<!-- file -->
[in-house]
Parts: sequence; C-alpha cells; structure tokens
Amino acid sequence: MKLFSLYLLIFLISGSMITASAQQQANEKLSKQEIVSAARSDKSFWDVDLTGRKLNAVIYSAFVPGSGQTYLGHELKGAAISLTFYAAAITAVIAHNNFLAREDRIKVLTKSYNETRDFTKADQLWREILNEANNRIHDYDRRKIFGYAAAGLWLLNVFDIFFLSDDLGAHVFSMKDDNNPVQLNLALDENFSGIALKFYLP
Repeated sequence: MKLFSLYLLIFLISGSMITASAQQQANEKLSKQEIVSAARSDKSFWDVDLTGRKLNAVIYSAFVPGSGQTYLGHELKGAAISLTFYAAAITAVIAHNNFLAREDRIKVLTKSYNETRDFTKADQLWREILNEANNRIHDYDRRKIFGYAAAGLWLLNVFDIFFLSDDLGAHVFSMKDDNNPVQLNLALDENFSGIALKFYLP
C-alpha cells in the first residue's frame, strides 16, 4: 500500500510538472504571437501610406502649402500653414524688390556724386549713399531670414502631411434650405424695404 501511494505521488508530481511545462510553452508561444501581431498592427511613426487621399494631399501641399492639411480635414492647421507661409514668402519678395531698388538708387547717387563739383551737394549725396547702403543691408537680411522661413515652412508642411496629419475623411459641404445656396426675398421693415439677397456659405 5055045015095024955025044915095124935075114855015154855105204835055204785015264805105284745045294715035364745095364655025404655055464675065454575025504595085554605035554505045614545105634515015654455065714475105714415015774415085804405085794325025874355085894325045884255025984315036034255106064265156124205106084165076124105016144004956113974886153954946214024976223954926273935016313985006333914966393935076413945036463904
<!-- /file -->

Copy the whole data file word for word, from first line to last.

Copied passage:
[in-house]
Parts: sequence; C-alpha cells; structure tokens
Amino acid sequence: MKLFSLYLLIFLISGSMITASAQQQANEKLSKQEIVSAARSDKSFWDVDLTGRKLNAVIYSAFVPGSGQTYLGHELKGAAISLTFYAAAITAVIAHNNFLAREDRIKVLTKSYNETRDFTKADQLWREILNEANNRIHDYDRRKIFGYAAAGLWLLNVFDIFFLSDDLGAHVFSMKDDNNPVQLNLALDENFSGIALKFYLP
Repeated sequence: MKLFSLYLLIFLISGSMITASAQQQANEKLSKQEIVSAARSDKSFWDVDLTGRKLNAVIYSAFVPGSGQTYLGHELKGAAISLTFYAAAITAVIAHNNFLAREDRIKVLTKSYNETRDFTKADQLWREILNEANNRIHDYDRRKIFGYAAAGLWLLNVFDIFFLSDDLGAHVFSMKDDNNPVQLNLALDENFSGIALKFYLP
C-alpha cells in the first residue's frame, strides 16, 4: 500500500510538472504571437501610406502649402500653414524688390556724386549713399531670414502631411434650405424695404 501511494505521488508530481511545462510553452508561444501581431498592427511613426487621399494631399501641399492639411480635414492647421507661409514668402519678395531698388538708387547717387563739383551737394549725396547702403543691408537680411522661413515652412508642411496629419475623411459641404445656396426675398421693415439677397456659405 5055045015095024955025044915095124935075114855015154855105204835055204785015264805105284745045294715035364745095364655025404655055464675065454575025504595085554605035554505045614545105634515015654455065714475105714415015774415085804405085794325025874355085894325045884255025984315036034255106064265156124205106084165076124105016144004956113974886153954946214024976223954926273935016313985006333914966393935076413945036463904